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Loggerhead Shrike (Lanius ludovicianus)
A small gray, black, and white bird of open areas, the Loggerhead Shrike hardly appears to be a predator. But it uses its hooked beak to kill insects, lizards, mice, and birds, and then impales them on thorns to hold them while it rips them apart. The Loggerhead Shrike is a predator, but it does not have the strong feet and talons of a raptor. It does have a strongly hooked bill for gripping flesh, and a strong notch or "tooth" near the bill tip that helps sever the spinal cord of its prey. It uses thorns and barbed wire to hold large prey while it rips it up, and may wedge prey into a fork in a branch for the same purpose. Loggerhead Shrikes need large territories and thus are found only in low densities. They hunt by watching from high perches, then flying swiftly down after prey. Shrikes use their hooked bills to break the necks of vertebrate prey. Because their feet are not large or strong enough to hold prey, shrikes find a crotch in a tree, a thorn, or barbed wire to hang their prey on while they eat. Prey may be left on such a site for later consumption. Diet The Loggerhead Shrike is predominantly an insect-eater, especially in the summer when it feeds largely on grasshoppers. It also occasionally eats small lizards, rodents, and small birds.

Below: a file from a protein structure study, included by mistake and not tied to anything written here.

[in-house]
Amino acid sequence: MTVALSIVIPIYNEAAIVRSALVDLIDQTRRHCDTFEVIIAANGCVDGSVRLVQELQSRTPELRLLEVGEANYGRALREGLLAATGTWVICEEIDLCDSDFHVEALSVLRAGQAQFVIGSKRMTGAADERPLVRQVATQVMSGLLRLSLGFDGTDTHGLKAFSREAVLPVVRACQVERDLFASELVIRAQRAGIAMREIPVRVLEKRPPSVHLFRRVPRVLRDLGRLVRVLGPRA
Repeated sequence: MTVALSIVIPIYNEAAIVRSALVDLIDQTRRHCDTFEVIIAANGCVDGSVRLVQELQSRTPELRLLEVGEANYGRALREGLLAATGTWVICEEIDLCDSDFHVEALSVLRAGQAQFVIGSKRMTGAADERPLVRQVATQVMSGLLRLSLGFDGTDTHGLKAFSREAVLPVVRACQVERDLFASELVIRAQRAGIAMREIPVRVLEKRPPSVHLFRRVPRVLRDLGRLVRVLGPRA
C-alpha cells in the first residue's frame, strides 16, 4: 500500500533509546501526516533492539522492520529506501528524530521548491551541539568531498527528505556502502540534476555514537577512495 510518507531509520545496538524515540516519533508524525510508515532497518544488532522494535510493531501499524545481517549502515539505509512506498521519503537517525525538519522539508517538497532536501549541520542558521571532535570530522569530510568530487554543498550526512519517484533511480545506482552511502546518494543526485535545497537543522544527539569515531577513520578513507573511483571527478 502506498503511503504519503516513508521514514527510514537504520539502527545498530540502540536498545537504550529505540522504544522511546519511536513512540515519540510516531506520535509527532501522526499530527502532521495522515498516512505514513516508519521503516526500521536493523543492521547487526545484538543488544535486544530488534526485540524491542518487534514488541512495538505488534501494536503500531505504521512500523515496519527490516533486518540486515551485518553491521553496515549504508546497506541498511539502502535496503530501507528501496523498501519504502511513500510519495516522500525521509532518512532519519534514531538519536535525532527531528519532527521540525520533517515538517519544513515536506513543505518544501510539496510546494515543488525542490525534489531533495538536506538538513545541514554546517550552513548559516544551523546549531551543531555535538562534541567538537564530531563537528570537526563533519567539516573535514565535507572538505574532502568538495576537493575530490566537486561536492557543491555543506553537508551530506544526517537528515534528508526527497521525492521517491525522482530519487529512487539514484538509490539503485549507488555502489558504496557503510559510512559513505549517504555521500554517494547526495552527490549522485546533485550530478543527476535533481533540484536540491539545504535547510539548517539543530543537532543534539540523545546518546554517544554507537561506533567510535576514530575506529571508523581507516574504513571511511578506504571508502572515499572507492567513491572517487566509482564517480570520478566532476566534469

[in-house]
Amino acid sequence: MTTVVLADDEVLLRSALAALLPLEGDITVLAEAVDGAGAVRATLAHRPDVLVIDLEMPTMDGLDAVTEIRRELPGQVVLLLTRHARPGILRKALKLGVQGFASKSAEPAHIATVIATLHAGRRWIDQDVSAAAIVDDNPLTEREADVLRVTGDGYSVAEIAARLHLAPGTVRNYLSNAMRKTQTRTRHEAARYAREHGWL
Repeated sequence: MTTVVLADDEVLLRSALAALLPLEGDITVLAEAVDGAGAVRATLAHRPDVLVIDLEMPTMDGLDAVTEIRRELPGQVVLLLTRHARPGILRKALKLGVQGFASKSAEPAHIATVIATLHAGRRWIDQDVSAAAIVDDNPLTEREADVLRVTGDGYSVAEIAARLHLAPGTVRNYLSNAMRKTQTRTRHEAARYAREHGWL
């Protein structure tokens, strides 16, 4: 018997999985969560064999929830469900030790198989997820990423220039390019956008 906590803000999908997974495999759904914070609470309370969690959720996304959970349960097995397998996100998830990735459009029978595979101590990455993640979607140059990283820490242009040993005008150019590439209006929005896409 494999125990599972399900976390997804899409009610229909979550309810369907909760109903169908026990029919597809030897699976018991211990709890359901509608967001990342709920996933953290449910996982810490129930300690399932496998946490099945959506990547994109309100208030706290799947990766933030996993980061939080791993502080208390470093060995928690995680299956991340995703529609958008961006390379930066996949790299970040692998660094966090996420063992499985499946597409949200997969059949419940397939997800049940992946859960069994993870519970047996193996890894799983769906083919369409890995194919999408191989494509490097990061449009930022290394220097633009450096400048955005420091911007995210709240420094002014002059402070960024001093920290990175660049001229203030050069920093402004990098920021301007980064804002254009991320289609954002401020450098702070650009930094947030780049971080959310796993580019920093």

Loggerhead Shrikes are found only in North America. They breed in open country, including grasslands and shrub-steppe areas, where there are scattered trees, tall shrubs, fence posts, utility wires, or other lookout posts. They tend to nest in northeast- or southeast-facing ravines. Loggerhead Shrikes prefer more open country than that preferred by Northern Shrikes.
Spotted on Aug 12, 2011
Submitted on Sep 9, 2011